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On “Thursday Throughput for 8/22/19

Congratulations and immense thanks to the doctors, scientists, and technicians who made the Ebola treatment possible. Our thoughts and admiration go out, of course, to the patients who participated in the clinical trials; you are real heroes of humanity.
Interesting development history.https://www.ncbi.nlm.nih.gov/pmc/articles/PMC4214273/?report=reader

On “Daniel Pantaleo Has Been Fired

If you don’t do anything wrong, you shouldn’t lose your job.
If you do something wrong and it leads to a death, getting fired is a trivial sanction.
What conclusions should be drawn from this firing other than the people in charge are incompetent?

On “Ever Heard “Hey Joe?”

The Byrds recorded it in 1966. Their version is on Youtube, and it is KICKASS. I heard Stevie Van Zandt say that it inspired Hendrix. It is a great song in the woman killing tradition of folksongs that Dylan writes about in Tarantula. This subject is worthy of a full deep investigation. Some energetic person should get on it; this song, murder in folksongs, woman murder in folksongs, and sympathetic treatment of criminals in folksongs is a potential goldmine for commentary.

On “Gillette: The Best a Meme Can Get

Old man’s faulty recollections:
I have had facial hair for sixty years. Sixty years ago Gillette owned the market with Shick as a minor challenger. Gillette’s main marketing strategy was advertising, and they neglected technology and product development. About 55 years ago, a British company, Wilkerson, came along with stainless steel razor blades which were a lot sharper and lasted longer. Guys started bragging about how many shaves they got from one blade in the same tones as their brags about car horsepower. Cheap disposable razors were developed by BIC. Now, razors are a generic commodity, and I don’t have a brand preference.
If you have a market dominant product, spend as much energy developing the next generation of that product as on marketing. If you don’t, the other guy will.

On “So Close, Yet So Far…

My personal vision of the American dream has changed over time. When I was 16, I dreamt of going to California and becoming a surfer; I wanted to go to Surf City because it is two to one. I was living in a moderate sized Midwest town where 40% of workers were in UAW jobs. College made me think that I was sophisticated and I sensed that my hometown had peaked in some way, and I moved to the East Coast. I lived there for ten years. Most people I met in East Coast cities were non-natives. I met few natives of NYC, Boston, or Atlanta in my circles. The East Coast was fun and eye-opening in many ways, but I always felt like a stranger, like you feel as an incoming freshman the first day of high school. I couldn’t go to my hometown; the UAW plant was overseas, and the population was aging, shrinking, getting poorer. I did move West and had a good life. I am considering a move to a Sunbelt retirement town, but I feel too vigorous.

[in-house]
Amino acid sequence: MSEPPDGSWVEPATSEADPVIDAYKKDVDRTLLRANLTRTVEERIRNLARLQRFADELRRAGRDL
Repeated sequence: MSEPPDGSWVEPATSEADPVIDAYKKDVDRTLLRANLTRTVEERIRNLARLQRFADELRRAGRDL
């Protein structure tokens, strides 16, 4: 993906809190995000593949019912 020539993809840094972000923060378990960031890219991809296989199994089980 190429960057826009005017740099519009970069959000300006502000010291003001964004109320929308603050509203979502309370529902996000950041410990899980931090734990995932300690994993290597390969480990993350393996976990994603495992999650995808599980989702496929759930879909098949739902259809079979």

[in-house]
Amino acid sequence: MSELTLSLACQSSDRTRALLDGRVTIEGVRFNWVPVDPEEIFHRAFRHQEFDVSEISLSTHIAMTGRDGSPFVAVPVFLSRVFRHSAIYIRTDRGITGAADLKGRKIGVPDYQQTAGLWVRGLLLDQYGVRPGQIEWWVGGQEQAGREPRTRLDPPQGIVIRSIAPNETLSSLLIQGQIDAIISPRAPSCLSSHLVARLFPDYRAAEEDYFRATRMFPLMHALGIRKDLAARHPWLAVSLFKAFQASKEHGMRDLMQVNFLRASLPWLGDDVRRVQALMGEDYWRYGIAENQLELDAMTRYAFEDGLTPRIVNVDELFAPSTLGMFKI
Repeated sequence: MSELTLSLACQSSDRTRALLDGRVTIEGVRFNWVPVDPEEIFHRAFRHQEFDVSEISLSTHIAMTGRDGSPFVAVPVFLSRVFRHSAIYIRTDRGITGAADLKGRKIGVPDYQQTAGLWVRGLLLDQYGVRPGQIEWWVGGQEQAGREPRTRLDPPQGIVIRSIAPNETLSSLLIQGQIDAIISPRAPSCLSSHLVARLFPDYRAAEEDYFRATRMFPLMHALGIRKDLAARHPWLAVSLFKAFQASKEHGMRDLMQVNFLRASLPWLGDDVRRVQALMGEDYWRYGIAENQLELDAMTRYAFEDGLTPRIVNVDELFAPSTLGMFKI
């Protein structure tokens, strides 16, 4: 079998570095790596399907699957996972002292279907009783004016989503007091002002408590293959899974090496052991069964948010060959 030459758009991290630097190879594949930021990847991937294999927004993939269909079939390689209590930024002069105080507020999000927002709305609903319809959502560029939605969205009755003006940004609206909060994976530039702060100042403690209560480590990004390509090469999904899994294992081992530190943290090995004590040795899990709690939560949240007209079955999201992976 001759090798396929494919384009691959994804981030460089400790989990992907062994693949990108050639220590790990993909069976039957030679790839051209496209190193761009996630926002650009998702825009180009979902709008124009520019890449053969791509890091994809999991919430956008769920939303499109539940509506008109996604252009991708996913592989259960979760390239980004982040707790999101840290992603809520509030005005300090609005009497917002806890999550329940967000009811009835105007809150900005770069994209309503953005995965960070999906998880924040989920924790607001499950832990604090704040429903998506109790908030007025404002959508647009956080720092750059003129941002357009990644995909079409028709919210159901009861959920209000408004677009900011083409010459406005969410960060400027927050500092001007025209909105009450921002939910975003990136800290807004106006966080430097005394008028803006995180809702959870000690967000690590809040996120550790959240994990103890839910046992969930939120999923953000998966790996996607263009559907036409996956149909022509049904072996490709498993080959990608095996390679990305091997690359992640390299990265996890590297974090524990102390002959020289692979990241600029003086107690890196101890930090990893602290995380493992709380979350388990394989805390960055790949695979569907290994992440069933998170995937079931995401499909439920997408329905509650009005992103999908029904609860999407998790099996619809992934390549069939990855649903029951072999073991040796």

My American dream? I still haven’t found what I’m looking for.

On “Defending Skyler White

One of the functions of ancient drama was catharsis. We discharge our emotions by watching the protagonist suffer the inevitable consequences of his human shortcomings and reflect on our shortcomings. In order for this to work, we need to identify and sympathize with the protagonist. This literary device makes us sympathize with Milton’s Satan, Humbert Humbert, Tony Soprano, and Walter White. Walter White is an objectively evil man who profits from drugs and murders people. However, it is the genius of the show that we come to identify with him. Skyler is one of his victims. Unfortunately we admire the “strong” man and despise victims. We see very few dramas where the “hero” eschews violence and chooses peace, and perhaps this says something about us.

On “Journalism Woman, Mississippi Man

Mr. Foster is running as a Republican. The head of that party is Donald Trump. When it comes to sexual propriety, he strains at gnats but swallows camels.

On “Livable For Whom?

Objective parameters to measure livability that 85% of the population agree with could be established. These parameters would include things like crime rates, housing affordability, commuting times, etc. Someone could write up an index which would be imperfect but a decent rough guide. Of course, this would miss the realities of human life. When I was 22, I was dating a very beautiful woman who was manipulative; I was very unhappy, and my locale didn’t matter. When I was 29, I became a father, and the day I drove my wife and child home was the happiest day of my life, and again the city didn’t matter.